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Modern Propaganda



I recently got into an argument, by clamming that the new HBO mini series Chernobyl was modern propaganda. The counter was, I could not evaluate this since I had not yet seen it. The series seems really interesting and well made, and I just have not yet found a legal way to watch it in Germany. But I assert, that this dramatized not quite documentary is propaganda, even if they remain true to the real events and facts. I give Chernobyl the benefit of the doubt, even though I have grounds to believe that they got some facts wrong.

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The Second 90%



A few years back I read a long lost article for indy game devs, that you should:

"Take your worst case estimate, double it and use that as your best case estimate."

This puts it mildly, but humans are for the most part really bad at estimating effort.

The standard project management aproach to managing large tasks with a high degree of uncertainty is to break down the large task into smaller and smaller tasks. The idea is that each task can be reasoned about and thus estimated to a higher degree of certainty. This is true, but...

In many project management software, you can show single task progress in percent. Unfortunately, almost all tasks in progress are pegged at 90% and the software will helpfully show nice charts. But this is misleading, since a task that is not done, is not done. A task has exactly 3 relevant states:

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Plausible Deniability in Threema



Threema’s private chat feature is worse than useless and desperately needs plausible deniability. The hidden chat feature must be implemented in a way that allows the user to plausibly deny that the a private chat actually exists, up to the point to unlock the application and “prove” it.

In the current implementation of threema, the following problems exist:

Problem 1: One Passcode

Threema uses the same passcode to unlock the application user interface and to show private chats. The problem here is that this only one security token, that once revealed basically renders the remaining safeguards null.

Problem 2; Show Private Chats Leaks Information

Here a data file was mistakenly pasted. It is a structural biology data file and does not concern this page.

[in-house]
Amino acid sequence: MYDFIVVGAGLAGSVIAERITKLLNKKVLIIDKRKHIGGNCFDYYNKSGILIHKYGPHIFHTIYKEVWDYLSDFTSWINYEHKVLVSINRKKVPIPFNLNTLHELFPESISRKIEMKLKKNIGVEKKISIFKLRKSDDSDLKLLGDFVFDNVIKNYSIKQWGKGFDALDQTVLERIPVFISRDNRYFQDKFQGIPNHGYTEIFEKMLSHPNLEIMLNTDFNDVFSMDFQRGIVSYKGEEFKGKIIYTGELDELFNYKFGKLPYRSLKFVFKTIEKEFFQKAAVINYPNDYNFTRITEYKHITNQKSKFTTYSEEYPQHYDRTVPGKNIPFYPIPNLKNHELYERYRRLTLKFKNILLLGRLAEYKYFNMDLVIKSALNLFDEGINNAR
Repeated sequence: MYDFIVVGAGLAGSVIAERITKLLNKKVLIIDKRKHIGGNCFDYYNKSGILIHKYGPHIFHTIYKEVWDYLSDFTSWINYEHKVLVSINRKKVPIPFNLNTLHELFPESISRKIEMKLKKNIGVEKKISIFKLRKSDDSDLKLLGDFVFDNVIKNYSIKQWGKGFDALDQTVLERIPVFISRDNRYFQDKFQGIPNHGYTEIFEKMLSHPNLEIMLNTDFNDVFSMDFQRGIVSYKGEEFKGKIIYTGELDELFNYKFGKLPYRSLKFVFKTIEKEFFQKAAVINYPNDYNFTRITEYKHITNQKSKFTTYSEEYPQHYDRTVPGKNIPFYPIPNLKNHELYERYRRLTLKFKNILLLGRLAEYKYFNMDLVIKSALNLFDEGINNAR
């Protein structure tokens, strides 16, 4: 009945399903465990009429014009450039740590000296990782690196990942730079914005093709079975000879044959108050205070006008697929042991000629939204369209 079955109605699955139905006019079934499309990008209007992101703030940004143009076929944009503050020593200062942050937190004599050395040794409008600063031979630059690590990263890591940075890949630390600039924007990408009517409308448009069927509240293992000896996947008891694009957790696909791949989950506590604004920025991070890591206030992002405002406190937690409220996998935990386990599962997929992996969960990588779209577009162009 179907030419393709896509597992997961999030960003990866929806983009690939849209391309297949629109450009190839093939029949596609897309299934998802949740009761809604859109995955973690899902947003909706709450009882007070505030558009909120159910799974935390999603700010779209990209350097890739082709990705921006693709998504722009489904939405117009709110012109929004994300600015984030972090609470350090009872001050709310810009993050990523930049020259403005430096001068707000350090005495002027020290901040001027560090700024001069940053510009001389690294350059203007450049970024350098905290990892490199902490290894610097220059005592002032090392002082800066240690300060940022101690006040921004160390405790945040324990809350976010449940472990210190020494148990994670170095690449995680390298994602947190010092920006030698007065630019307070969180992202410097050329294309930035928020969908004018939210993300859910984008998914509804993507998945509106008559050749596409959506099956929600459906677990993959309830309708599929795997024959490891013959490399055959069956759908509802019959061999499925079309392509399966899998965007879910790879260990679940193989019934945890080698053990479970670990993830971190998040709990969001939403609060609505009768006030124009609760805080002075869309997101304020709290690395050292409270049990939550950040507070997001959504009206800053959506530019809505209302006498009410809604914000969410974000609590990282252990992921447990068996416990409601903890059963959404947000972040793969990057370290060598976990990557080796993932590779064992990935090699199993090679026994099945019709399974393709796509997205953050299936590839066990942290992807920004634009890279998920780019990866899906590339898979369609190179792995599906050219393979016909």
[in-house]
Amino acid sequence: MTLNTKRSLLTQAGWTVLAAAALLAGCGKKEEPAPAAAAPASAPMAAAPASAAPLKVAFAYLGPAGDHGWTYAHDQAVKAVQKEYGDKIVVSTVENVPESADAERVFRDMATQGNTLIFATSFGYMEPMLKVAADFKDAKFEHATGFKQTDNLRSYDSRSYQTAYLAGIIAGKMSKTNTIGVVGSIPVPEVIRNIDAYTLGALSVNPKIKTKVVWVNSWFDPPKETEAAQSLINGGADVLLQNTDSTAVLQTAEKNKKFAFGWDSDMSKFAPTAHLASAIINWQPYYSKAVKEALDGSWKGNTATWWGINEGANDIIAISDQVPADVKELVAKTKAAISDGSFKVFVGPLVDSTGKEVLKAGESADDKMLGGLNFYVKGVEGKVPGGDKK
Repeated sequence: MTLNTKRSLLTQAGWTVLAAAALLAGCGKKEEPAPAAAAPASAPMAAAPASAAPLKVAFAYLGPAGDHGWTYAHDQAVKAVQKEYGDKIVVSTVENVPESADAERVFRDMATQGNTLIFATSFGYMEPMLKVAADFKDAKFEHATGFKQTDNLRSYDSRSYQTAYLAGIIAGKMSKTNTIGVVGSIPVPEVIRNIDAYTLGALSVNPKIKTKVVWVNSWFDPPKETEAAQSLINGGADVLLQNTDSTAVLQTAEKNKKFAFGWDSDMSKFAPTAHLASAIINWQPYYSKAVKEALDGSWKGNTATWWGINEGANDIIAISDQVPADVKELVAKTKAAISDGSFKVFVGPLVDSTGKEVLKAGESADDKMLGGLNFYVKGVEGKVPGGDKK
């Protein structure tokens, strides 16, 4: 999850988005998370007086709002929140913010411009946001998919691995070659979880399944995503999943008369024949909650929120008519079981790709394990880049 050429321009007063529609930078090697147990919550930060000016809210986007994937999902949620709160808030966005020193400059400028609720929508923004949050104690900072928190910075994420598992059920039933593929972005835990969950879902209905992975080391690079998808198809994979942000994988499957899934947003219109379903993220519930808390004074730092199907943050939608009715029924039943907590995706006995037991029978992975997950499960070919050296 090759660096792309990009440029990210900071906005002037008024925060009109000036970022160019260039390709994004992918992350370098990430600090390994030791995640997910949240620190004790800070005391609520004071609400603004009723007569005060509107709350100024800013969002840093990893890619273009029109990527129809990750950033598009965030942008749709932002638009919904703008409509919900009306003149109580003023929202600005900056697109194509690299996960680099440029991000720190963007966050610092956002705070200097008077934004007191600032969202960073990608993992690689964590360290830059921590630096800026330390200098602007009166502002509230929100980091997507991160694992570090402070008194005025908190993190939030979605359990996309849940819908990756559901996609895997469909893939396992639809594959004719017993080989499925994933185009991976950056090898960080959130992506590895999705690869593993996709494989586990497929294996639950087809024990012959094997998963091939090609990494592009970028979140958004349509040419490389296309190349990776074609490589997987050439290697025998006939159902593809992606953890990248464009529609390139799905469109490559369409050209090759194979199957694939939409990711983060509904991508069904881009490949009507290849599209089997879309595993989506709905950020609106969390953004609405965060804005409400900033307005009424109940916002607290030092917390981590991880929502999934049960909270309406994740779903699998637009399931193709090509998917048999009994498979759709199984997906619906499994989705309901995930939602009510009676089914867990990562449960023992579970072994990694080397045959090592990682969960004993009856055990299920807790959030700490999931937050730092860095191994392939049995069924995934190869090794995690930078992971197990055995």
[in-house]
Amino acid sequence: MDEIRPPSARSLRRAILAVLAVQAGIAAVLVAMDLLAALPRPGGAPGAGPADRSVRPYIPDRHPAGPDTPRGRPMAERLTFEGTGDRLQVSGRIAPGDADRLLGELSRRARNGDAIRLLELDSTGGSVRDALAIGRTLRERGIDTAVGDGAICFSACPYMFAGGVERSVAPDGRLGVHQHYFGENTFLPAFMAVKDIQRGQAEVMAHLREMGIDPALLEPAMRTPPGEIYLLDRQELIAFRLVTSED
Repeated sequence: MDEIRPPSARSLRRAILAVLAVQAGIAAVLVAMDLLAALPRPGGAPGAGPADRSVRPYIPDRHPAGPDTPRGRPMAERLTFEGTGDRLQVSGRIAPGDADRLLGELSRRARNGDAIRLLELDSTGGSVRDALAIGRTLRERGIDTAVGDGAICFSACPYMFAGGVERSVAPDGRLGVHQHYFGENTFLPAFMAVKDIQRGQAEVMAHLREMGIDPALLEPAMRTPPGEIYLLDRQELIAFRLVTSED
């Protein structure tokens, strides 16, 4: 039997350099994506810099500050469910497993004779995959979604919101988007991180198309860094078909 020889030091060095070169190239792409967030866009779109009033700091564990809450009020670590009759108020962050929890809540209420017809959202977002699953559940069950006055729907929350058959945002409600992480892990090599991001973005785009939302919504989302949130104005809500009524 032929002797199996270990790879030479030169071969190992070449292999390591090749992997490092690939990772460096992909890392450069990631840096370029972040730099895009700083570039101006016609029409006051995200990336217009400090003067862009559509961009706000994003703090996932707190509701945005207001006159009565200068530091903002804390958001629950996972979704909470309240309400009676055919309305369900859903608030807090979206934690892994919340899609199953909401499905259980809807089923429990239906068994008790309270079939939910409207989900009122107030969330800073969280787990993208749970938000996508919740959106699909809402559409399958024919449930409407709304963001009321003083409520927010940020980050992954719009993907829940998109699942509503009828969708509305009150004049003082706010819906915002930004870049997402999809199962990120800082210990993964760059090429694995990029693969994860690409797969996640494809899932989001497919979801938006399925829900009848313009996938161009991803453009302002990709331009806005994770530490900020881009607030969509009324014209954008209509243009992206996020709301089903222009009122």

The “Show Private Chats” divulges the current state of the application. First this user interface element is only visible when there are private chats. This leaks the information that there is more to get.

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How To Get a Stack Trace on Windows



Getting a stack trace from a C++ executable under Windows is not trivial. The key problem is, that in C++ there is no simple stack_trace function and the Windows API only provides StackWalk, not some handy function like glibc's backtrace function.

I will show you how to get a perfect stack trace under windows for all your logging and debugging needs, like such:

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I was looking for a simple and good build notification tray icon for Team Foundation Server and I think I just found it: CatLight

Cat light is a commercial usable freeware (not open source / free software) of uncertain providence. The website catlight.io is has no clear attribution to a person or company. Also a whois request only brings up the company WhoisGuard Inc. in Panama. (Suspicions!)

The software is appealing in it's simplicity. It key feature is the tray icon:

If something happens, you get nice toast nonfictions:

If you want to know what the status of the individual builds is, you can double click the icon and you get the status dashboard:

And that is all the there is to the application. Simple and does what it should.

Attribution: The screenshots where taken from the catlight.io website directly and are catio.io's copyright. (I did this because I can't talk about unreleased software.)

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Recursive Descent Parser



Generally I advise people who write parsers to use parser generation tools such as bison and flex. But with small languages it may be advisable to write your own recursive descent parser.

To illustrate how to write a recursive descent parser, I will show you around a parser I wrote a while ago for INI style configuration files. The parser in question is the parse for the cfg library:

Anatomy of a Parser

But before we go into the code, first a little bit of theory.

Parser are generally split into two bits, the lexical analyser (lexer) and the actual parser. The lexical analyser takes a stream of characters from a file or any other source and converts this to a stream of tokens. These tokens are then consumed by the parser and converted into an abstract syntax tree (AST).

If you would write a compiler for a programming language, you would now pass the AST to an optimizer and code generator. But when reading simple data you omit these steps and just generate the data.